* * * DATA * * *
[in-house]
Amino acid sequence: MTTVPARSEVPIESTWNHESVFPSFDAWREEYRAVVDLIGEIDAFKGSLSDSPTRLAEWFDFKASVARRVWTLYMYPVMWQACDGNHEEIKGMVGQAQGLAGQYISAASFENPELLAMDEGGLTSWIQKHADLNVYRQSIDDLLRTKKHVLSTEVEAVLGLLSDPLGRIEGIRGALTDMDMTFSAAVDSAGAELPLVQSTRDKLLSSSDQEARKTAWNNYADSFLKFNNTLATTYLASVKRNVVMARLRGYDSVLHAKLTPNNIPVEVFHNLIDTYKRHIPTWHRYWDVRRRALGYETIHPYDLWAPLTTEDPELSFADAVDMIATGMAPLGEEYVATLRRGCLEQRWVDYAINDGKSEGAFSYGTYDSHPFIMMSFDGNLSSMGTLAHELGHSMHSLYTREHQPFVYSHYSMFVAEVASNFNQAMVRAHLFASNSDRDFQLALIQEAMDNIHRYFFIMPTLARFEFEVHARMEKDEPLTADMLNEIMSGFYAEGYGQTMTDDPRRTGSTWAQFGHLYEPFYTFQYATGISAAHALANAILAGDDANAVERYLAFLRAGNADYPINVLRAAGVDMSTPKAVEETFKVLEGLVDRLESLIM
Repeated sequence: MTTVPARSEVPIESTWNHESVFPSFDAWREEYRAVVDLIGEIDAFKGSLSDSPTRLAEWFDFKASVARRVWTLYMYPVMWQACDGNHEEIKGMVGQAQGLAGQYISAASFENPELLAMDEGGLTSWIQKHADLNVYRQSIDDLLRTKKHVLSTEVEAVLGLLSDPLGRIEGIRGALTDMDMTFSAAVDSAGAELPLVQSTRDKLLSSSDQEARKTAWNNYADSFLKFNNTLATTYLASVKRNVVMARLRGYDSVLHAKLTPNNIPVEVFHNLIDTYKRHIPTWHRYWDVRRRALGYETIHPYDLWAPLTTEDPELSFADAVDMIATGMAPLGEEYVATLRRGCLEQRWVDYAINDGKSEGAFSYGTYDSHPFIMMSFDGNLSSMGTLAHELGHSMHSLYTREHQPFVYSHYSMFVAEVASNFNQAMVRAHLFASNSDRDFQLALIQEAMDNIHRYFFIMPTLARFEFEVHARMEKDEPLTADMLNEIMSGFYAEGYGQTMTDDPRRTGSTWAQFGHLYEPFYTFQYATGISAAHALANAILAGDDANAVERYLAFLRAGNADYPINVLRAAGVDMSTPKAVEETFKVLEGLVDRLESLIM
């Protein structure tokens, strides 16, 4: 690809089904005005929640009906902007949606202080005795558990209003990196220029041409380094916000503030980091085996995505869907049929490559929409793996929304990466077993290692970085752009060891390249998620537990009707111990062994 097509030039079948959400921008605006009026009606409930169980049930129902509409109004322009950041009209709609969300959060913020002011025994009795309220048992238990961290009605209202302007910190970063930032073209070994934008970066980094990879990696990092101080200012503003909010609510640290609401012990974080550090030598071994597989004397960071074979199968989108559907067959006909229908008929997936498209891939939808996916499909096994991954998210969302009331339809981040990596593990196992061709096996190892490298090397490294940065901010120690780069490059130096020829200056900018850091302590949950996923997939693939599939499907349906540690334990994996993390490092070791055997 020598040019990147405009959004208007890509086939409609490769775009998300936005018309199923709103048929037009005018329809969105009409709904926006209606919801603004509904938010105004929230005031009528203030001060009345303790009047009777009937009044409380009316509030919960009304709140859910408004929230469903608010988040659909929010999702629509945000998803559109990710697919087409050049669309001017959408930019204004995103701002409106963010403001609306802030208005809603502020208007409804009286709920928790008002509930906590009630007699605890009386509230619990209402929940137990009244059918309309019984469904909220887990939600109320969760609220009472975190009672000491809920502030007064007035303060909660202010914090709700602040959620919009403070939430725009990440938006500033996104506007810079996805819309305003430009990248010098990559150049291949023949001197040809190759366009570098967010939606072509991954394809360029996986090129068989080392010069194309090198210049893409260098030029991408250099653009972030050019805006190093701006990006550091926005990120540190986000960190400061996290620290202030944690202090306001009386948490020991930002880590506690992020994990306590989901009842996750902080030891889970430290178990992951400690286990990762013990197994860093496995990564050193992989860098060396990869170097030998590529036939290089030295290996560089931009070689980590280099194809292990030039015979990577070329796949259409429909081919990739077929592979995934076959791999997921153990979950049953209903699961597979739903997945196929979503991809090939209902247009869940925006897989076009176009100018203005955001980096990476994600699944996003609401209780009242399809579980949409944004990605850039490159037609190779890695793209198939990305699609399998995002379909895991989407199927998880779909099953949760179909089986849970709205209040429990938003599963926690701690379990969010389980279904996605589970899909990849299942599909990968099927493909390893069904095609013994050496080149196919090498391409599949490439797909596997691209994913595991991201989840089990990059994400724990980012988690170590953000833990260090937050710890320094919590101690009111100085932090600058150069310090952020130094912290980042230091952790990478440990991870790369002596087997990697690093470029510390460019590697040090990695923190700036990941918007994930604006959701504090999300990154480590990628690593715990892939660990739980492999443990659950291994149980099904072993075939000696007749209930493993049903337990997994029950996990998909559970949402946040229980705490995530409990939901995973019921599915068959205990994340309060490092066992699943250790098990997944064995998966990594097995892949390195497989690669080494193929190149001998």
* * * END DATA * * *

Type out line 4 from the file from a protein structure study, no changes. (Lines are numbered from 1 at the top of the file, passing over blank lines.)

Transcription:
């Protein structure tokens, strides 16, 4: 690809089904005005929640009906902007949606202080005795558990209003990196220029041409380094916000503030980091085996995505869907049929490559929409793996929304990466077993290692970085752009060891390249998620537990009707111990062994 097509030039079948959400921008605006009026009606409930169980049930129902509409109004322009950041009209709609969300959060913020002011025994009795309220048992238990961290009605209202302007910190970063930032073209070994934008970066980094990879990696990092101080200012503003909010609510640290609401012990974080550090030598071994597989004397960071074979199968989108559907067959006909229908008929997936498209891939939808996916499909096994991954998210969302009331339809981040990596593990196992061709096996190892490298090397490294940065901010120690780069490059130096020829200056900018850091302590949950996923997939693939599939499907349906540690334990994996993390490092070791055997 020598040019990147405009959004208007890509086939409609490769775009998300936005018309199923709103048929037009005018329809969105009409709904926006209606919801603004509904938010105004929230005031009528203030001060009345303790009047009777009937009044409380009316509030919960009304709140859910408004929230469903608010988040659909929010999702629509945000998803559109990710697919087409050049669309001017959408930019204004995103701002409106963010403001609306802030208005809603502020208007409804009286709920928790008002509930906590009630007699605890009386509230619990209402929940137990009244059918309309019984469904909220887990939600109320969760609220009472975190009672000491809920502030007064007035303060909660202010914090709700602040959620919009403070939430725009990440938006500033996104506007810079996805819309305003430009990248010098990559150049291949023949001197040809190759366009570098967010939606072509991954394809360029996986090129068989080392010069194309090198210049893409260098030029991408250099653009972030050019805006190093701006990006550091926005990120540190986000960190400061996290620290202030944690202090306001009386948490020991930002880590506690992020994990306590989901009842996750902080030891889970430290178990992951400690286990990762013990197994860093496995990564050193992989860098060396990869170097030998590529036939290089030295290996560089931009070689980590280099194809292990030039015979990577070329796949259409429909081919990739077929592979995934076959791999997921153990979950049953209903699961597979739903997945196929979503991809090939209902247009869940925006897989076009176009100018203005955001980096990476994600699944996003609401209780009242399809579980949409944004990605850039490159037609190779890695793209198939990305699609399998995002379909895991989407199927998880779909099953949760179909089986849970709205209040429990938003599963926690701690379990969010389980279904996605589970899909990849299942599909990968099927493909390893069904095609013994050496080149196919090498391409599949490439797909596997691209994913595991991201989840089990990059994400724990980012988690170590953000833990260090937050710890320094919590101690009111100085932090600058150069310090952020130094912290980042230091952790990478440990991870790369002596087997990697690093470029510390460019590697040090990695923190700036990941918007994930604006959701504090999300990154480590990628690593715990892939660990739980492999443990659950291994149980099904072993075939000696007749209930493993049903337990997994029950996990998909559970949402946040229980705490995530409990939901995973019921599915068959205990994340309060490092066992699943250790098990997944064995998966990594097995892949390195497989690669080494193929190149001998």